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Spousal Support After a Divorce

 Posted on April 10, 2015 in Spousal Maintenance

Alimony, also known as spousal support, is intended to provide a financial cushion for divorced spouses who find themselves at a financial disadvantage after the end of the marriage, often because they declined to further pursue their education or career in order to care for the family. As traditional gender roles shift, it is increasingly common for ex-husbands to turn to the court to require their ex-wives to pay them spousal support. Although women, in general, still earn less than men in this country, many wives contribute significantly or solely to the family’s finances.

The Process of Deciding on Alimony Amounts

Some former spouses are able to come to an agreement about the amount of alimony that the more financially advantaged spouse will provide to the other spouse, either independently or with the help of a divorce lawyer.

However, as is commonly the case, if spouses cannot come to an agreement about a schedule and amount of alimony payments, a family law judge will decide for them. When awarding alimony to one spouse, a judge must consider a set of factors that is laid out in Illinois statute (750 ILCS 5/504), which includes the income and property of both spouses, both spouses’ needs, both spouses’ current and future earning capacity, any negative impact on the earning capacity of a spouse who delayed further education or career opportunities, the length of time it will take for the disadvantaged spouse to secure employment or education, the ability of the disadvantage spouse to become self-supporting, and current demands on the disadvantaged spouse’s time due to caring for children.

A judge will also consider the standard of living that the spouses enjoyed during the marriage, the length of the marriage, both spouses’ age and physical and emotional state, the tax consequences emanating from division of marital property during the divorce, whether the economically disadvantaged spouse worked to support the other spouse while they pursued their education or career, and any valid contract, such as a prenuptial agreement. Notably, Illinois courts will not consider whether either spouse was at fault in the marriage when deciding on alimony.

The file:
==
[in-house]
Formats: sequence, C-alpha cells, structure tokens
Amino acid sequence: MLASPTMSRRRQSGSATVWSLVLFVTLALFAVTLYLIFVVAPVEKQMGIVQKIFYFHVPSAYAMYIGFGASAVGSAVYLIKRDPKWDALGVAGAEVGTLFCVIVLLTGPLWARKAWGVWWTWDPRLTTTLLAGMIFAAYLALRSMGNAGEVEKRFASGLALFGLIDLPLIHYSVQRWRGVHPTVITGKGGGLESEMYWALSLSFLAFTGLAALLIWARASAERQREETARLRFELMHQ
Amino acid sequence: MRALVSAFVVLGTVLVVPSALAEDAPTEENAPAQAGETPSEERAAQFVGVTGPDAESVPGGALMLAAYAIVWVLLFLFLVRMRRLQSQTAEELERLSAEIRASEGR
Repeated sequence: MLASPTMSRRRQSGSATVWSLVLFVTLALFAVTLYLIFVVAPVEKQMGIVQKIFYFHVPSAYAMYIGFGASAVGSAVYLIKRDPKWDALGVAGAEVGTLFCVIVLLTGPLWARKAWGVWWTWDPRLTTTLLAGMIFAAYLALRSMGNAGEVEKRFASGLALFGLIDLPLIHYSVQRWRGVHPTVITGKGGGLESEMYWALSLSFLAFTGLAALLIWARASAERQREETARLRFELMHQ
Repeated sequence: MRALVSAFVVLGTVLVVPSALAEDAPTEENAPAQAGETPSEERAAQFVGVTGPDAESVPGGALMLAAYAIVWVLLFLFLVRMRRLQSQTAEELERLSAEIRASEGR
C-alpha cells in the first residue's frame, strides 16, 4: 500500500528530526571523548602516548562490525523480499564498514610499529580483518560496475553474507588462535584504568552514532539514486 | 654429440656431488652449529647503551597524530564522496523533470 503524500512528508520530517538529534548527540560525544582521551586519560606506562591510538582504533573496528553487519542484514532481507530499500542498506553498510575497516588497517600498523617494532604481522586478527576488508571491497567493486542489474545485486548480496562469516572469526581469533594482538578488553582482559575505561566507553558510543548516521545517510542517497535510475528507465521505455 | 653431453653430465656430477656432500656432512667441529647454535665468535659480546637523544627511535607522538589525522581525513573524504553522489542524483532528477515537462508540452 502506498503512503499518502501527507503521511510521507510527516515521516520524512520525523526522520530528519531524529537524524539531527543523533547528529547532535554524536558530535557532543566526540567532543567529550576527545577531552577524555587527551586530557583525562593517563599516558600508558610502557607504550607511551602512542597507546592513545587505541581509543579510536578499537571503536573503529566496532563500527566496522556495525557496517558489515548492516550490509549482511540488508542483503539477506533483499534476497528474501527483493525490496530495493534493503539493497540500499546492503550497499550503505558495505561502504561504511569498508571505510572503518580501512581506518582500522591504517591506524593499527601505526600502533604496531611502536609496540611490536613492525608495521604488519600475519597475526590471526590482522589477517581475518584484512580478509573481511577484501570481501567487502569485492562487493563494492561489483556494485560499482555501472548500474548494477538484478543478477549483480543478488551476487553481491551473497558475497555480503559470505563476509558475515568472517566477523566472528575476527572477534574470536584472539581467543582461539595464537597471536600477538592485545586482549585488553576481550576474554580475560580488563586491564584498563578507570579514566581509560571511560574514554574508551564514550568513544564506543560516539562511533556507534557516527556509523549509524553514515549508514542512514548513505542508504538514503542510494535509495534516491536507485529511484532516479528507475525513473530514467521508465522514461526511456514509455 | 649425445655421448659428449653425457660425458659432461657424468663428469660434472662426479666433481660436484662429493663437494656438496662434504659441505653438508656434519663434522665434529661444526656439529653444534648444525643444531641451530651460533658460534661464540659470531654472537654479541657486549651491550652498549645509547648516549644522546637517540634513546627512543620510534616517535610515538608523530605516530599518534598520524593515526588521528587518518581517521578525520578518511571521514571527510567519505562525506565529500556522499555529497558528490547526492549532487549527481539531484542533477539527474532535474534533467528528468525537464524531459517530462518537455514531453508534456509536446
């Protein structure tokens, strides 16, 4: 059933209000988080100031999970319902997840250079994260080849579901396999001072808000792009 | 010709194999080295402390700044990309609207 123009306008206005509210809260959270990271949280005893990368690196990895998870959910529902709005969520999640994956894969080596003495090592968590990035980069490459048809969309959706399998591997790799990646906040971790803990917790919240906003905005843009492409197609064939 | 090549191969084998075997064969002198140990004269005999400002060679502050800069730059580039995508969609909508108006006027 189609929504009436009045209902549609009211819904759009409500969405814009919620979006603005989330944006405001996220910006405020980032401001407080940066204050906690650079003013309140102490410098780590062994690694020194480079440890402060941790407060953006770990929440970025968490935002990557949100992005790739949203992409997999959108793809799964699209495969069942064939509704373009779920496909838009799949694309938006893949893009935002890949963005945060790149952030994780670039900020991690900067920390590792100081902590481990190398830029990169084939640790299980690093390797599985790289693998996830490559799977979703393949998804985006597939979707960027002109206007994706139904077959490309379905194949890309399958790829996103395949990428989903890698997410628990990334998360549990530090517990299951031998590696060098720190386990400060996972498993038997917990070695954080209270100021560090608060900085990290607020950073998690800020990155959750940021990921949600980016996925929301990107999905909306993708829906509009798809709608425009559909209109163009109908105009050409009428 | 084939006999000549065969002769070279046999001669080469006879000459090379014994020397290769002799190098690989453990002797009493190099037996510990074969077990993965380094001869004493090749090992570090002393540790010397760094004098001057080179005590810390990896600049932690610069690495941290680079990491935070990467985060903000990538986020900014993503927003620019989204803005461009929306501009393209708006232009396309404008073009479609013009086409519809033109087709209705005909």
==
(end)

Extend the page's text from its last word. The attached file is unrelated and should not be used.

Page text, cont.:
Schedule of Alimony Payments

Usually, judges order alimony to be paid each month, either for a set period of time, or indefinitely, pending a further determination. Lump sum payments can also be ordered by a judge, if that is the most appropriate for the spouses’ unique situation.

A Divorce Lawyer Can Help

If you are beginning the process of dissolving your marriage in Illinois, an experienced DuPage County alimony lawyer can help you understand what your obligations might be, and can aggressively advocate for you before a family law judge, to protect and preserve your assets. Even if you and your spouse agree on many aspects of your divorce, the assistance of a divorce lawyer can be invaluable in ensuring that you come to a clear, binding marital settlement that lays out how you will both move forward from the marriage. Contact the knowledgeable attorneys at Davi Law Group, LLC for a consultation today.

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